Saturday, August 24, 2019

Transport Ministry Consults Stakeholders on Road Safety Strategy

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By Nelson Manneh/Louis Jobe

The Ministry of Transport, Works and Infrastructure (MoTWI) together with partners and stakeholders, last week held a consultative forum on the formulation of a National Road Safety Strategy (NRSS).

Since the beginning of the Year 2019, numerous road accidents have occurred claiming the lives of many people. The actual cause of many of these accidents, have been confirmed by the Gambia Police Force as over speeding by some drivers. The consultative forum came about after the Ministry of Works secured assistance from the Sub-Saharan Africa Transport Policy Program (SSATPP) to develop road safety strategies for the Gambia.

Louis Moses Mendy DPS in charge of Administration and Finance at the Ministry of Works, said the consultative forum is a process and when completed, will mark another milestone in the Gambia’s Road Safety endeavours; that the Strategy Policy came at a time when they are just updating the national transport policy in which the road safety policy is embedded.

Mendy said for any Government to deliver on road safety improvement efforts, it must formulate the requisite road safety policies and clear strategies to guide and set the standards in delivering her long-term road safety objectives.

“The Ministry thought it prudent to formulate NRSS with clear targets after successfully updating the National Transport Policy (NTP),” he said; that it is evident that road traffic accidents are serious global problems that need urgent action.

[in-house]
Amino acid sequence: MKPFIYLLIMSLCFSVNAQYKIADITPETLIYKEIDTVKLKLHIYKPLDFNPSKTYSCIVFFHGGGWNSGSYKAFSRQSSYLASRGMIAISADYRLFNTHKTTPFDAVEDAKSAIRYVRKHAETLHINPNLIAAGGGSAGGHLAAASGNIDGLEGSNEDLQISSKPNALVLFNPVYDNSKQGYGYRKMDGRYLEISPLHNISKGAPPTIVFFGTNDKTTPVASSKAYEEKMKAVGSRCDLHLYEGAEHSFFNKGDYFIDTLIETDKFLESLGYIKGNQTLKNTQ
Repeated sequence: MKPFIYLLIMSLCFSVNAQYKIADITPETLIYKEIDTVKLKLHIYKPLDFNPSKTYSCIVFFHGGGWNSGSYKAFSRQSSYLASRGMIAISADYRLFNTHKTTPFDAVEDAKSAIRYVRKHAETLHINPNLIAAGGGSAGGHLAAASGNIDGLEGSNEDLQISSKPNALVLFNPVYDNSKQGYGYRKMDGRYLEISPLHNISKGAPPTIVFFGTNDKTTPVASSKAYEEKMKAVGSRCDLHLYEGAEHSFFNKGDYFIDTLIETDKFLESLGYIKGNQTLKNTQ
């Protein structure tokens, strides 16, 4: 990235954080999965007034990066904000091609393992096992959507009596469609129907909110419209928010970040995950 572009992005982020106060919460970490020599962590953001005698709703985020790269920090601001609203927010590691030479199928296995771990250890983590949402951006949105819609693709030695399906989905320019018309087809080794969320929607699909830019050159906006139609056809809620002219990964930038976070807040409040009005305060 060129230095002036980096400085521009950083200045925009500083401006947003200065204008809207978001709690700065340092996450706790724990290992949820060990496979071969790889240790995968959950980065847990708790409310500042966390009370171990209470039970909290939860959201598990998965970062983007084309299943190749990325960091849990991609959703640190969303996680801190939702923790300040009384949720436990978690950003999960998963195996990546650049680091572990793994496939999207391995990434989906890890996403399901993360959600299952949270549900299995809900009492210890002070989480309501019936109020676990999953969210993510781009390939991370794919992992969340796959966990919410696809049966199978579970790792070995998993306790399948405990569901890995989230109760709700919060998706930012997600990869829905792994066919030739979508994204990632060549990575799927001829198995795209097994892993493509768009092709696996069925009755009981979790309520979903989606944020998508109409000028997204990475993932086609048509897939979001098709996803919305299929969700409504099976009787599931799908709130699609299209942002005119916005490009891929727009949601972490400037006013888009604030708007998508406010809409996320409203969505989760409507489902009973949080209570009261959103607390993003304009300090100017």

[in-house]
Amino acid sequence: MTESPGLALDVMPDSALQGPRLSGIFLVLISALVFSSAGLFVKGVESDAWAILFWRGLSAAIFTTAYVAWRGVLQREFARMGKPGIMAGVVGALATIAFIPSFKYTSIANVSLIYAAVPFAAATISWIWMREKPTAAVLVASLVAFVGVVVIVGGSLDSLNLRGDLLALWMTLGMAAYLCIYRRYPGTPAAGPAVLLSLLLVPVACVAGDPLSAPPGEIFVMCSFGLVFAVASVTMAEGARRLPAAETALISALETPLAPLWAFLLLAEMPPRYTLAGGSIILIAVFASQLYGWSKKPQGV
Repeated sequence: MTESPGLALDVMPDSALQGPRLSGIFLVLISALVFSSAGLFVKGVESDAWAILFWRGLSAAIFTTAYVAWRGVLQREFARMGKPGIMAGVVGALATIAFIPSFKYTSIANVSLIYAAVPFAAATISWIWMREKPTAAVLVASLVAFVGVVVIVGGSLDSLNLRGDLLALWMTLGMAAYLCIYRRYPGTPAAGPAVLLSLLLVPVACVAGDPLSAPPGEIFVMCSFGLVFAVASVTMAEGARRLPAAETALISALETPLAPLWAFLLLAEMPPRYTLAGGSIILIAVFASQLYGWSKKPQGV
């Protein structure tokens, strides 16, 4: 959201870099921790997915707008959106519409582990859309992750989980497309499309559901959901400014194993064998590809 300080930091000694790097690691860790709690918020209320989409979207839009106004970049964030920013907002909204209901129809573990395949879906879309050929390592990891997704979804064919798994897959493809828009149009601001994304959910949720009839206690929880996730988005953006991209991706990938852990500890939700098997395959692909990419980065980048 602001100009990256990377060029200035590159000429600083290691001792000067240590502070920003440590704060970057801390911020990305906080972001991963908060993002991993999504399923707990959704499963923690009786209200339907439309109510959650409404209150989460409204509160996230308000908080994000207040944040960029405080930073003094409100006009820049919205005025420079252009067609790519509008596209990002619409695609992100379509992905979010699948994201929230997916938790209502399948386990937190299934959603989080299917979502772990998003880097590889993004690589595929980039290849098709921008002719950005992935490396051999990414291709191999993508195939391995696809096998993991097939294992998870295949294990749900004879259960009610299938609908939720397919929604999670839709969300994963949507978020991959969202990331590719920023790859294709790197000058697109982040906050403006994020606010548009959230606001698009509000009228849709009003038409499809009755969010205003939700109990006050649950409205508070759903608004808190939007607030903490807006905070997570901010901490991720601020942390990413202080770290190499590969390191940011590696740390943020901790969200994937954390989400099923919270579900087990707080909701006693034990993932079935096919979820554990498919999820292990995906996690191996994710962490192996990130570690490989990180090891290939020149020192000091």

He said the socio-economic cost of road traumas for the Gambia in 2013, has been estimated at 63.5 million USD which is over D 2 Billion and is likely to increase significantly; that deaths and injuries still increase on our roads and both victims and survivors are mostly young people who leave families behind, to manage with the loss of a breadwinner. He said in the Gambia, the victims of road accidents are mostly pedestrians and other vulnerable road users. “It is disheartening to learn that most of these deaths, injuries, and economic losses can be prevented by an established set of interventions that can contribute to significant reductions in the incidence and impact of road traffic injuries. The Gambia is aspiring to be one of such countries and we will surely reach there,” he said.

Martin Small, a Road Safety Consultant for the Africa Transport Policy Program said the Gambia is fighting a problem which is similar to many other countries in Africa, with the advent of a significant increase in vehicles and people. “This forum is meant to develop road safety policy for the Gambia,” he said.

Small said the message is for both Government and stakeholders to stick together and deliver changes to improve road safety so that road users will not be afraid of being knocked down by vehicles.

“It is very important for all drivers to be careful with their speed limits. Drivers should not get drunk and drive. It is very important for everybody to put on their vehicle seat belts and to stop using mobile phones when driving,” he concluded.

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